26.  At that time, there was considerable controversy within the game over the advent of Super League and its implications. Our Group remains of the opinion that Super League, rather than being simply a marketing arm of the game, as originally envisaged, has apparently broken away from the Rugby Football League's overall management of the game. While such a breakaway is continually denied we find it difficult to understand why Super League found it necessary to form a separate administration. They have their own separate headquarters, chairman and chief executive and in 1998 negotiated a contract with News Corporation worth £45 million over the years 1999 to 2003. This appears to be confirmation of an independent body.

  27.  The resources arising from the new contract are allocated solely to Super League Europe with nothing for the clubs outside Super League within the Northern Ford Premiership. We have very serious worries about the future of such clubs and share the views of many Rugby League followers that the apparent breakaway causing this problem is a betrayal of the real interests of Rugby League. Members of this Group recognise through contacts with their own local clubs that there is a belief in the game that some decisions already taken by Super League clubs may even have breached Rugby Football League bye-laws and we believe these concerns should be fully examined.

  28.  The Group also remains mystified over the circumstances under which the previous Chief Executive of the Rugby Football League was appointed as Chief Executive of Super League Europe, funded by the Rugby Football League. In view of the financial constraints facing Rugby League, as well as Rugby Union, we would be interested to establish why it was thought necessary to create a costly separate administration at Super League level. We would strongly urge the return of the Super League function and administration to the Rugby Football League to end the current wasteful duplication within the professional game. We believe this would enable the best use of scarce resources and would urge the Committee to consider this specific point during its Inquiry.

  29.  We believe that in terms of the relationship between Super League Europe and the Rugby Football League, considerable lessons can be learned from the developments arising since 1997 in respect of the partnership between amateur and professional Rugby League. While retaining their separate identities, the partnership agreement between BARLA and the RFL has led to the successful operation of the Rugby League Joint Policy Board concerned with game wide development strategies. The original partnership agreement has been superseded by a further five year agreement and has brought to an end years of duplication and wasted resources which the game could ill afford.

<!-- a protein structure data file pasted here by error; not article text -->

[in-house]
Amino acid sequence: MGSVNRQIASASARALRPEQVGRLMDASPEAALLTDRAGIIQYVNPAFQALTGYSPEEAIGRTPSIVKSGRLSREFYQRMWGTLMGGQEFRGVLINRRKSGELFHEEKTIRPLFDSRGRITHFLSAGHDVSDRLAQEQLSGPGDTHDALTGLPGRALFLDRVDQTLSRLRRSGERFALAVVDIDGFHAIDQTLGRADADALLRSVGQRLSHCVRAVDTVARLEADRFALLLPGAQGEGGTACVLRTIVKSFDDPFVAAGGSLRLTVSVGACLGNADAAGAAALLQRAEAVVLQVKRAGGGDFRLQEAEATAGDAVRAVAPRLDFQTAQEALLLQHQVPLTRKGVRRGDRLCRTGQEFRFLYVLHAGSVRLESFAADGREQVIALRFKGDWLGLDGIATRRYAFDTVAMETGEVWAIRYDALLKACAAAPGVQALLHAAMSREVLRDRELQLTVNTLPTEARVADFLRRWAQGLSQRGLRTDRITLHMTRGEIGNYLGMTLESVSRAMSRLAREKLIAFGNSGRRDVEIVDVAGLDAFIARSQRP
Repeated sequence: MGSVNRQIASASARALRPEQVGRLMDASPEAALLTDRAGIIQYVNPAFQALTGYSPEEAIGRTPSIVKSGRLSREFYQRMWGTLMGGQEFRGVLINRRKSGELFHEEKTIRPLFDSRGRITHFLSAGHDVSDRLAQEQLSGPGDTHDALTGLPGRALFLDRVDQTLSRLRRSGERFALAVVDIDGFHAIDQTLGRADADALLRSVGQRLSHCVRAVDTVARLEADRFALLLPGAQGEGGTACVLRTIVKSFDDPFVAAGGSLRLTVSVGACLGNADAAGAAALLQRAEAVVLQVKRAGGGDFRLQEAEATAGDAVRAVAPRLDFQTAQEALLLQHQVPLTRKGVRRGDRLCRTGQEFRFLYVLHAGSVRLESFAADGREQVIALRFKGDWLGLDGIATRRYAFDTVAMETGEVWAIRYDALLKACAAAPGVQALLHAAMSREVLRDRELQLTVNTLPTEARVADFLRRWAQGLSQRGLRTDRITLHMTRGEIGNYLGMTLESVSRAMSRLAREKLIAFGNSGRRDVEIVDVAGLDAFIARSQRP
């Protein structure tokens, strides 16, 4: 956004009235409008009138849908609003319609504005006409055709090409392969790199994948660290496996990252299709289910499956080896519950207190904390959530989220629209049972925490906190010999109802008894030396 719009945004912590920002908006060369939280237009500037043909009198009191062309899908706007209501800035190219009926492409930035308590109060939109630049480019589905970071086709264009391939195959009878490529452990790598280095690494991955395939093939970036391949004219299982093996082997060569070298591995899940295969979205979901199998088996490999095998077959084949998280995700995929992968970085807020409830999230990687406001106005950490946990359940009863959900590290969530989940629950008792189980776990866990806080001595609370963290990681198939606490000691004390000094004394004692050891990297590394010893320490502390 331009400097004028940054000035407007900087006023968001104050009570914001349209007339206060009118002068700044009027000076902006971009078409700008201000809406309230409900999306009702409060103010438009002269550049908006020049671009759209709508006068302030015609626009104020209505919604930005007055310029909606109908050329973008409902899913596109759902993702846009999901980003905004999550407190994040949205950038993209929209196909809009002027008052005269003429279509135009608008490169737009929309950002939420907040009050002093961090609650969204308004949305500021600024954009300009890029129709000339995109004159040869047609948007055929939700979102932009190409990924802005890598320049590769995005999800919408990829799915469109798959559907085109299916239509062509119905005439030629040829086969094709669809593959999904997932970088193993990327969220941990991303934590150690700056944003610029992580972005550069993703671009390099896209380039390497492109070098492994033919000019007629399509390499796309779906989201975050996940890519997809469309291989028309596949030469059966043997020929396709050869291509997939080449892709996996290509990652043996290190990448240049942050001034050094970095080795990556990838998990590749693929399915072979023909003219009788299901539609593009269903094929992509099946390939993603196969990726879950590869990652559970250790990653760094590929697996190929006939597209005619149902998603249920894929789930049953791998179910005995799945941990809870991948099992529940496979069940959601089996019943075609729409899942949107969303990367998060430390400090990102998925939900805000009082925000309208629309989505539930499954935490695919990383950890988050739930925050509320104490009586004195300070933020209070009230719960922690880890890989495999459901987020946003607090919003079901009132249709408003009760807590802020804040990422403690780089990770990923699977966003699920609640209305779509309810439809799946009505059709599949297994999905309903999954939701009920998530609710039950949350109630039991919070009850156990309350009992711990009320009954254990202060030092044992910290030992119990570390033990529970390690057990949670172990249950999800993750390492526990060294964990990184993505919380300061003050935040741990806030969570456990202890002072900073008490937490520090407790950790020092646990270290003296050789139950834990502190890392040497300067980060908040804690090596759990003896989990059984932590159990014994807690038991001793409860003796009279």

30.  We made reference earlier to the comparative attendances between top level Rugby Union and Rugby League clubs. As a Group we are concerned that the advent of Super League has not resulted in either the markedly increased attendances anticipated or improvements in the financial standing of individual clubs. With regard to attendances, we would urge the Committee to fully research and consider the implications for Rugby League attendances of the move to Super League and summer rugby. There is considerable debate within the game over trends in spectator attendances and a concern that the game's following at matches declines as each season progresses through spring and into the better summer weather. Figures for the most recent Super League attendances round by round during 1998, produced by the House of Commons Library, appear to confirm this trend. (Reference 2[2]).

  31.  In addition to the problems facing clubs outside Super League as a consequence of their exclusion from the new Sky contract, they face even more difficulties attracting spectators and have lost additional revenues through the abandonment of traditional cup competitions such as the Regal Trophy and County Cup competitions. We believe it is not in the interests of the game as a whole for a few clubs to be enjoying the benefits of sponsorship money to the detriment of the rest.

  32.  It is our impression that the vast majority of clubs are in no better financial position now than they were prior to the News Corporation contract. For reasons we have already set out relating to the open professionalisation of Union, much of this new resourcing appears to have found its way into player contracts with little apparent support for the regeneration of the structure of the game and capital investment in ground accommodation.

  33.  We know that the Committee will have received evidence regarding the serious difficulties facing individual professional Rugby League clubs as a consequence of safety at sports grounds legislation. It is unfortunate that a game which is noted for high standards of crowd behaviour has received only limited help from successive governments to undertake improvements required as a direct consequence of serious problems in soccer. While we believe that Rugby League clubs have a duty to improve spectator accommodation, we recognise the serious problems meeting the required changes have caused and hope the Committee will accept the need to consider improved levels of funding and other assistance to both Rugby League and other sports.

  34.  Finally we hope that the Committee will take the opportunity to consider the implications of the inclusion of increased numbers of overseas players in the game of Rugby League. While there is no doubt that some of these players do add to the quality of the sporting spectacle, we are concerned about their impact upon the development of home grown talent and would urge the Committee to consider the adequacy of current restrictions on overseas players.

June 1999